William Heath Davis House

August 31, 2016

 To see more photos from this location, click on the link below:

https://www.facebook.com/pg/Spokane-Paranormal-Investigation-Group-316303048444895/photos/?tab=album&album_id=1165202416888283

 

 

This pre-fabricated house built in 1850 by William Heath "Kanaka" Davis Jr., now sitting on its 3rd location, is the oldest building in the Gaslamp Quarter in downtown San Diego (New Town).
William Heath Davis Jr. was born in 1822 in Honolulu to William Heath Davis Sr and Hannah Holmes.
In 1833, he travelled to California to work for his wealthy merchant uncle Nathan Spean, as a clerk in Monterey. 4 years later, he moved to San Francisco, then known as Yerba Buena, where he eventually became a prominent merchant and ship owner, and even one of the wealthiest men in California at a very young age. 
In 1847, he married Maria de Jesus Estudillo, daughter of Don Joaquin Estudillo, a wealthy ranchero.
The ancestry records show that they may have possibly had as many as 7 children, but there is a conflict, as some articles list them having only 3.
In 1850, Mr. Davis, with his 4 partners, laid out the city of San Diego and built a large wharf and a warehouse on the 160 acres they had purchased.
Due to many factors and economic depression in 1851, the plans fell through. However, Mr. Davis is still considered as one of the founding fathers of San Diego.
In 1867, Mr. Alonzo Horton and his wife, Sarah, moved into town and successfully continued the work that Mr. Davis had started. Mr. Horton built a subdivision east of Davis' plot, and due to his success in developing the area, he is also called the "Father of San Diego."
The Hortons moved into the William Heath Davis house, where Mr. Davis actually never lived, for a year until their own house was done being built. 
Before Mr. Davis passed away in 1909 in Hayward, CA, he wrote a memoir called, "60 years in California," that can be found online. 
The William Heath Davis House has been many things over the years, and seen many owners come and go.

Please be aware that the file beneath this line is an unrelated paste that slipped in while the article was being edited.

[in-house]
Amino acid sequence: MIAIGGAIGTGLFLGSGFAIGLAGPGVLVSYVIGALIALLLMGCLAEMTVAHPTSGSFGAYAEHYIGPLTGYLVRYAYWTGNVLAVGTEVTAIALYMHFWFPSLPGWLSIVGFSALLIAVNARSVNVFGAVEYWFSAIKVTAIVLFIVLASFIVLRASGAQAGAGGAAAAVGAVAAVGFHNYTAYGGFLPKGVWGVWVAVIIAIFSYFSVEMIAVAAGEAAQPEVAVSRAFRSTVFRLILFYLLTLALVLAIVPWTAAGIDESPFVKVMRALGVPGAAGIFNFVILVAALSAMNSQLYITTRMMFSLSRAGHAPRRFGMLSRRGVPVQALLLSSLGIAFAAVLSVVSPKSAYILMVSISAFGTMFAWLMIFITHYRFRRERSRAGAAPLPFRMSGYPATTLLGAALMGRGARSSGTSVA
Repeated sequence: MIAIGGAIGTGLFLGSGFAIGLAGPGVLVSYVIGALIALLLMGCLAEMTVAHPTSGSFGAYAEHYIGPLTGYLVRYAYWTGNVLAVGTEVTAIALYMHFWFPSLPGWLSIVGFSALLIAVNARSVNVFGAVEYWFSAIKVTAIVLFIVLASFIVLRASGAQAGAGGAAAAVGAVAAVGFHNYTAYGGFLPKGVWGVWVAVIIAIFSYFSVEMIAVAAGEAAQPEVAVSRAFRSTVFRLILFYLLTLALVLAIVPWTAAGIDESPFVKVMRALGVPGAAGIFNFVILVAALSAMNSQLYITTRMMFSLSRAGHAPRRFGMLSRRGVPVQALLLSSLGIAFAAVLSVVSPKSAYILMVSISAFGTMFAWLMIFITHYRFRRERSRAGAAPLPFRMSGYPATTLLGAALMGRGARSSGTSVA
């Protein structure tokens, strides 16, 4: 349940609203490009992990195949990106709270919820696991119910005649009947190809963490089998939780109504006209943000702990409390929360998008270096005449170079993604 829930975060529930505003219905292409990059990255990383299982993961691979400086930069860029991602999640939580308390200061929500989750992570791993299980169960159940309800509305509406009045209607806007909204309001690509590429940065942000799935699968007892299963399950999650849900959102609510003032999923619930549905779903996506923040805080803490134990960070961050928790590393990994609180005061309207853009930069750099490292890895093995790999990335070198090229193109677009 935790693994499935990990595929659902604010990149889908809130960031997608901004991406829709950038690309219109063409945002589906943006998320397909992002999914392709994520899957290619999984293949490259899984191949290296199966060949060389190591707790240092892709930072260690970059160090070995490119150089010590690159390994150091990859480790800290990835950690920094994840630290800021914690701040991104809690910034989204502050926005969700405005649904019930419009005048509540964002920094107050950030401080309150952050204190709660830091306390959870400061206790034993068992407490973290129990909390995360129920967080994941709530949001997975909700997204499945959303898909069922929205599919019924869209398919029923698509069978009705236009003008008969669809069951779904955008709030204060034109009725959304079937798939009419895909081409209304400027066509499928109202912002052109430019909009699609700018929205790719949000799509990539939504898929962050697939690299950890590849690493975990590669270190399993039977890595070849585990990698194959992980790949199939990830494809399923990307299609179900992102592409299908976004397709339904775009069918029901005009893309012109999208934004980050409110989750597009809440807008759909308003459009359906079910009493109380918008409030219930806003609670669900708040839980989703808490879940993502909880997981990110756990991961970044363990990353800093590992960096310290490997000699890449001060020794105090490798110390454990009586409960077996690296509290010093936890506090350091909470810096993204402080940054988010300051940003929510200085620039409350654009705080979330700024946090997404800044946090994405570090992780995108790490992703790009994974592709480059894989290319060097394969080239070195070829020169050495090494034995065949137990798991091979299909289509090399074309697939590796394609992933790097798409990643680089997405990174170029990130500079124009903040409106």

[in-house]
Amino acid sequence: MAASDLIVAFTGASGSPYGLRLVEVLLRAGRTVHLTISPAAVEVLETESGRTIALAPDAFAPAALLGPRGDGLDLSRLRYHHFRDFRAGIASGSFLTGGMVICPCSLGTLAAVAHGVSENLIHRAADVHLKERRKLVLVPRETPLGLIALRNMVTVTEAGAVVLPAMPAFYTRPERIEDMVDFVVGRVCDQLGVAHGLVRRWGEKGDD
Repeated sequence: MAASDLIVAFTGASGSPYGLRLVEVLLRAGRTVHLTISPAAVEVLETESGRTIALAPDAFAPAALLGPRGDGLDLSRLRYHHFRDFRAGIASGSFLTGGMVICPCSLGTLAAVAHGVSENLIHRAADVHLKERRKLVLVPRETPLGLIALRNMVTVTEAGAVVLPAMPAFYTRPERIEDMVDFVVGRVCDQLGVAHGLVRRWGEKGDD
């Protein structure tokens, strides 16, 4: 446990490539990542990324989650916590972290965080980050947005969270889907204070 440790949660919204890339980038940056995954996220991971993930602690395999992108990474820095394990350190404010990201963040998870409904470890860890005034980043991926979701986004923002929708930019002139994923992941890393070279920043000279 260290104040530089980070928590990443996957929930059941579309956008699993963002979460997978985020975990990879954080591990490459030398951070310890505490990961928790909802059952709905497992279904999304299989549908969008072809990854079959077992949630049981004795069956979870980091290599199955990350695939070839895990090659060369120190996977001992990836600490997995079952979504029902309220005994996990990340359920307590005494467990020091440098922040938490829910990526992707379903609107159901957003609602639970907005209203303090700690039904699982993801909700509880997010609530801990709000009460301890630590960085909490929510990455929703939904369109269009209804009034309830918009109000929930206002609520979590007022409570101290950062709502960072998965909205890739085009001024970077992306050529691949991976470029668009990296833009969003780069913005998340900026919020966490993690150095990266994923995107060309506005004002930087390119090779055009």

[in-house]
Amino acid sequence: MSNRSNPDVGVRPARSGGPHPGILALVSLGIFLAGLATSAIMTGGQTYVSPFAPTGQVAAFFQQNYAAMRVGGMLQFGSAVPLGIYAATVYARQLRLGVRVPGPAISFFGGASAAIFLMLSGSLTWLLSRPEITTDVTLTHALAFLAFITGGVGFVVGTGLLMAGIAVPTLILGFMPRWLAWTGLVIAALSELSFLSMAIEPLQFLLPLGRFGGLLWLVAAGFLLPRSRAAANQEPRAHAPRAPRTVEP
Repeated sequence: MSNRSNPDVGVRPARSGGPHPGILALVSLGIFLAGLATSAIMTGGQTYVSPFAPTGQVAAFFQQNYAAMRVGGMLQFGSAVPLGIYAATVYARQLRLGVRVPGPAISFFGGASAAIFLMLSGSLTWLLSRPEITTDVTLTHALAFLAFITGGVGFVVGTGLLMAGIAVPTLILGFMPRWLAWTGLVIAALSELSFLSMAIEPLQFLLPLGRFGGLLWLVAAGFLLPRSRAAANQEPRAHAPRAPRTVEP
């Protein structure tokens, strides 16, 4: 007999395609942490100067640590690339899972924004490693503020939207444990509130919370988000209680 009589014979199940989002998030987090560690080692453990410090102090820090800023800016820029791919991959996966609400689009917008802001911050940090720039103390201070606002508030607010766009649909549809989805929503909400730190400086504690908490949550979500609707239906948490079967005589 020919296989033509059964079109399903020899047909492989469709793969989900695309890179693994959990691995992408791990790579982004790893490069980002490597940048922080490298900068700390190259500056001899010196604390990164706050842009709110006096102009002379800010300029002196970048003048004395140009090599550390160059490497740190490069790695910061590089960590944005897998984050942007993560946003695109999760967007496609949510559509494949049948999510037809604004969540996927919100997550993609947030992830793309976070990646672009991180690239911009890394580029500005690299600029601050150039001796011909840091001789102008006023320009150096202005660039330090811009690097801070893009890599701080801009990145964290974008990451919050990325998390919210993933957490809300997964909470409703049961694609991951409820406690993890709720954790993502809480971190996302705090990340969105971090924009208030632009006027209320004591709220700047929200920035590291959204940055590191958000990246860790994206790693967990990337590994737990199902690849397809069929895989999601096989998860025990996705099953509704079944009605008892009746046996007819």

It was a hospital for 8 years, ran by Anne Shephard, as well as being an officer's quarters prior to the civil war. 
Today, the William Heath Davis House is a museum filled with great antiques and some items that belonged to the Hortons, and is operated by the Gaslamp Quarter Historical Foundation. It is also part of many tours, historical and ghost, that visit the Gaslamp District.
You can join the San Diego Ghost Hunters for a very hands-on investigation once a month inside the William Heath Davis House to see areas of the house the regular tours won't let you see. 
We conducted an investigation with the SDGH in the William Heath Davis House, and I must say that it is one of the most active places we have been to.
Maritza Skandunas and Sandie Wilhoit from SDGH have investigated the William Heath Davis House for years, so they have developed a great relationship with the spirits there and know them very well, as the spirits tell them what they want. Maritza uses a lot of trigger objects, requested by the many children there and other spirits, to get them to communicate. It is truly amazing to watch them interact with the spirits. 
One of the spirits in the house is Lady in Black, who frequents the upper floor rooms and hallways. She has been seen there since the 1870's. She is a very strong spirit who can drain your energy as you are going upstairs.
There is also a German Spy in the attic who stayed in the house at one point. Captain Offer isn't the friendliest spirit, but seems to like people who speak German.
A very funny character, who stays in his office upstairs, is called George. He was raised by a German couple since he was 4 and is the longest occupant in the house. He passed away in 1977. He loves trains and likes Maritza to bring him candy. He calls her "silly Maritza" on the Ovilus.
In the main parlor, you can find Dr. Stockton, a well know doctor in San Diego, who built a tuberculosis hospital and was the head of the Dr's association. He was the Dr. in the William Heath Davis House during the time it was a hospital. He likes cigars and bourbon, though lately he has been wanting whiskey. He likes to use the dowsing rods, and Maritza gets a lot of hugs from him, as well as the ladies on the tours. 
There are several kids in the house, and they like to hang out in the kitchen with all the toys Maritza puts out. 
We had a session in the kitchen using a lollipop, a trick we learned from Scary Mary at the Stanley Hotel, and one of the kids, called Jack, raised the stick up and threw it off the investigators hand completely. We will post a video of it when it becomes available. 
We were able to catch several EVPs thru out the house. 
Many footsteps can be heard in the house, and shadows and apparitions have been seen by many. There are even few cat spirits there. Objects move and Captain Offer likes to move furniture in the attic. 
There are too many spirits there to list here, and new spirits seem to come and go as the SDGH believe that there is a portal in the upstairs room where The Hortons used to stay, and apparently still do.
We had a great time with the SDGH and interacting with all the awesome spirits in the William Heath Davis House.
If you are ever in San Diego, and like to interact with spirits, this is the place to go. 
Book a ghost tour/investigation with the SDGH for a fun night. They also do public tours at the Whaley House with the same results. 

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